Norovirus, aka the winter vomiting disease, is a gastrointestinal bug with other symptoms including diarrhea, nausea, and stomach pain, according to the according to the CDC. Its symptoms typically start 12 to 48 hours after patients come in contact with the virus. Symptoms might also include headache and body aches. Fever is uncommon. The sickness is highly contagious, spreading when viral particles get aerosolized over large areas. Hygiene becomes key in outbreaks, as public health experts have emphasized and global cruise lines have discovered.
Although medicine has made advances in treating strokes, more than 795,000 Americans suffer them annually, they kill 140,000 of us each year, and they’re a leading cause of disability. But medical experts, revising their care guidelines, say that patients with the most common kind of stroke — a clot blocking blood flow to the brain — may be better treated in an expanded window of still urgent time.
This higher but still guarded optimism does not apply to all stroke cases and not to all ischemic strokes (the kind that come from blood vessel blockages). Doctors have known for awhile now that it is vital to bust the damaging clot — and they had thought their time to do so with drugs like tPA and surgeries was constrained to six or so hours. This led specialists to their axiom, “Time is brain,” and to crash responses.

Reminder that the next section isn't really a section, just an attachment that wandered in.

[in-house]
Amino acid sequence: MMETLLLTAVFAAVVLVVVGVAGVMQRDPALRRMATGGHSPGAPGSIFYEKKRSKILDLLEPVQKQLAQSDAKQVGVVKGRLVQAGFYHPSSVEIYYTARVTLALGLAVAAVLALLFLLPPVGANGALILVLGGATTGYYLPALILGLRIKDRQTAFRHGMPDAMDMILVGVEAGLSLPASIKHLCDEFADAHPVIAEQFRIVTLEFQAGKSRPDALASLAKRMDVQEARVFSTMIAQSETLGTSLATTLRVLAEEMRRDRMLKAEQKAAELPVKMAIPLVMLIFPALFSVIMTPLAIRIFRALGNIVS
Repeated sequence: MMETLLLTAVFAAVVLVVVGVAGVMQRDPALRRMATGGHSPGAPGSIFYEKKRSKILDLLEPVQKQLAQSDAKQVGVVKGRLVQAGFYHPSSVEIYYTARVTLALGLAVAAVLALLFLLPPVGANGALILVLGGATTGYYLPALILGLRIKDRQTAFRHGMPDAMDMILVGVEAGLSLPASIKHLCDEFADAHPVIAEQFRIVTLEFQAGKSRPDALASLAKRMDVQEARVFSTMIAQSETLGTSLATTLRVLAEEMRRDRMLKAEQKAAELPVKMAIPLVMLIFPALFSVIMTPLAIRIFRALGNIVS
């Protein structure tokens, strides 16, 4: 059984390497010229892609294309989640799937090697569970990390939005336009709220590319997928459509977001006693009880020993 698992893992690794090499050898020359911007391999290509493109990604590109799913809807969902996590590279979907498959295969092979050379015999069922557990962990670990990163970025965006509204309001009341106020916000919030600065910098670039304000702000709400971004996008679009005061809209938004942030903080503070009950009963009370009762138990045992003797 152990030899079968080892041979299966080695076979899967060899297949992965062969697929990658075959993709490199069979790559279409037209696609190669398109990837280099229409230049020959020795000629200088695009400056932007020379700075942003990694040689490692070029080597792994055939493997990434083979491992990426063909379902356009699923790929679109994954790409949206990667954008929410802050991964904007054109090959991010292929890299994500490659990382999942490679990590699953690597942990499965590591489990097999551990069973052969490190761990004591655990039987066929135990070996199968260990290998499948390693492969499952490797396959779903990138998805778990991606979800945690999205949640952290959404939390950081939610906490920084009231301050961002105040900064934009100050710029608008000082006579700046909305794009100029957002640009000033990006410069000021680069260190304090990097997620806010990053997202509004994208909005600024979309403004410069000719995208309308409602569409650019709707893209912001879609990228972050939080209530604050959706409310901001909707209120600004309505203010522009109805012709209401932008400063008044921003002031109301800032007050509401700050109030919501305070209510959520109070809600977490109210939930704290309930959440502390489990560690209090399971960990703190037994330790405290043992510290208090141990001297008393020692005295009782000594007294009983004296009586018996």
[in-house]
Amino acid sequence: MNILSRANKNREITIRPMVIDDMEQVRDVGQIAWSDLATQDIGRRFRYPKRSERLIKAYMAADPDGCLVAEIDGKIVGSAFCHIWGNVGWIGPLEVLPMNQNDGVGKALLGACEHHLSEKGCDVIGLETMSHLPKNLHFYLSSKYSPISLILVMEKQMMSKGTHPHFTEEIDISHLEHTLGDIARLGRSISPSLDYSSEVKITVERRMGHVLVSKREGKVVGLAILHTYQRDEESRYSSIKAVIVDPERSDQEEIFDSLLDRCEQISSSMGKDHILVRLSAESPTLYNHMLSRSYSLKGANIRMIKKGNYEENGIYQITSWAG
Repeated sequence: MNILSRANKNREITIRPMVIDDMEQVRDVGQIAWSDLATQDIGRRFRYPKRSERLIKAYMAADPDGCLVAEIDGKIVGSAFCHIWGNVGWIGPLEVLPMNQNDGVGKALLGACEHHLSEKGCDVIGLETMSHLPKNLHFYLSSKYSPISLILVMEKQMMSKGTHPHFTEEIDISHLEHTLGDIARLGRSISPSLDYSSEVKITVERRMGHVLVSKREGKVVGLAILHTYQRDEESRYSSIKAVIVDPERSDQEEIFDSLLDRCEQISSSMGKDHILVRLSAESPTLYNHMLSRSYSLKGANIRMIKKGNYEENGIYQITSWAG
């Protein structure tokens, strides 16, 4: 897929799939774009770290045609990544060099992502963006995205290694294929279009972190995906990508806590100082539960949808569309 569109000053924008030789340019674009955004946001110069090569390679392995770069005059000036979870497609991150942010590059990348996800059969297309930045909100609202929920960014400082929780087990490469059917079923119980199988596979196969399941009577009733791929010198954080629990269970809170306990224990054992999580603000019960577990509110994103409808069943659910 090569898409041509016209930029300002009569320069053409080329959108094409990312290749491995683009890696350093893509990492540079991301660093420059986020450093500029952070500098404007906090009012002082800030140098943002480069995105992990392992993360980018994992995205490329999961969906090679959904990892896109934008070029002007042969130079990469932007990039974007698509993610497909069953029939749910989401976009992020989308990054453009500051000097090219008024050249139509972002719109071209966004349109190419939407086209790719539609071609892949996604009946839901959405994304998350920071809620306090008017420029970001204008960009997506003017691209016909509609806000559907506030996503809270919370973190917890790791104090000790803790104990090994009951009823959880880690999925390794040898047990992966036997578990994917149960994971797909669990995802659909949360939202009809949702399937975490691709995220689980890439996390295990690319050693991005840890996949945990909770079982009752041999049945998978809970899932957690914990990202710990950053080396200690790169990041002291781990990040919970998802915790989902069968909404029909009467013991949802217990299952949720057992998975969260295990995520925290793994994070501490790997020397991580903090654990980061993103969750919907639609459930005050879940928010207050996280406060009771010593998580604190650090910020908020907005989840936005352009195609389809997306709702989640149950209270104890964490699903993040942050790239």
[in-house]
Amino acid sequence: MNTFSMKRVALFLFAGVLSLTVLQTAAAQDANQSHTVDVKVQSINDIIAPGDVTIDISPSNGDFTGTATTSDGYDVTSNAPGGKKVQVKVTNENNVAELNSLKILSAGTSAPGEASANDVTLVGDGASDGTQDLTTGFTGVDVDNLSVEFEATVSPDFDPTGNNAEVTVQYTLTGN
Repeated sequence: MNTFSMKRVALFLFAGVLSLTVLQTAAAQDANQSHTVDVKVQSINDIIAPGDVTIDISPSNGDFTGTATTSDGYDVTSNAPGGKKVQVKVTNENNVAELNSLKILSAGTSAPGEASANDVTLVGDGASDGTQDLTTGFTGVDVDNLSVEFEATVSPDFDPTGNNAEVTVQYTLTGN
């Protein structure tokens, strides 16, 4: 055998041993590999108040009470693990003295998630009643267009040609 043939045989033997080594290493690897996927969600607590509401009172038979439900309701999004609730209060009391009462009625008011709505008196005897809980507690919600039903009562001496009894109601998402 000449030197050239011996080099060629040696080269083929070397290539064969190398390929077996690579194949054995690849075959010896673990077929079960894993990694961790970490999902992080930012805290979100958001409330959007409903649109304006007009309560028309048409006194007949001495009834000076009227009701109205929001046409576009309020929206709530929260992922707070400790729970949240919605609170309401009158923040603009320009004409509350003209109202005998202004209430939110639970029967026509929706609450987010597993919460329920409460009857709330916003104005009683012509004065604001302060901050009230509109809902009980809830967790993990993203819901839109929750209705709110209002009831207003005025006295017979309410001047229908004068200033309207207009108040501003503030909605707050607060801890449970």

But for many patients, the tight treatment time frame was unhelpful. They might not be discovered quickly after suffering a stroke and being incapacitated. They might have had their stroke while sleeping, and doctors had decided the timing of their care based on when they could last recall being well — often putting them outside the six-hour limit. Some patients also live far from hospitals that could provide clot-busting drugs, or, even more key, surgeries to implant stents or a thrombectomy, a procedure in which doctors use a small tool to grab the clot and remove it.
As the science keeps getting deeper, the news keeps getting worse about the harms that can be inflicted by repeated blows to the head in sports — and in life.
The path-breaking medical scientists at Boston University and elsewhere, who have helped to establish how concussions, notably in football, may lead to the onset of the neurodegenerative disease chronic traumatic encephalopathy or CTE, have told the Washington Post that their latest study may show that, “It’s really the hit that counts.”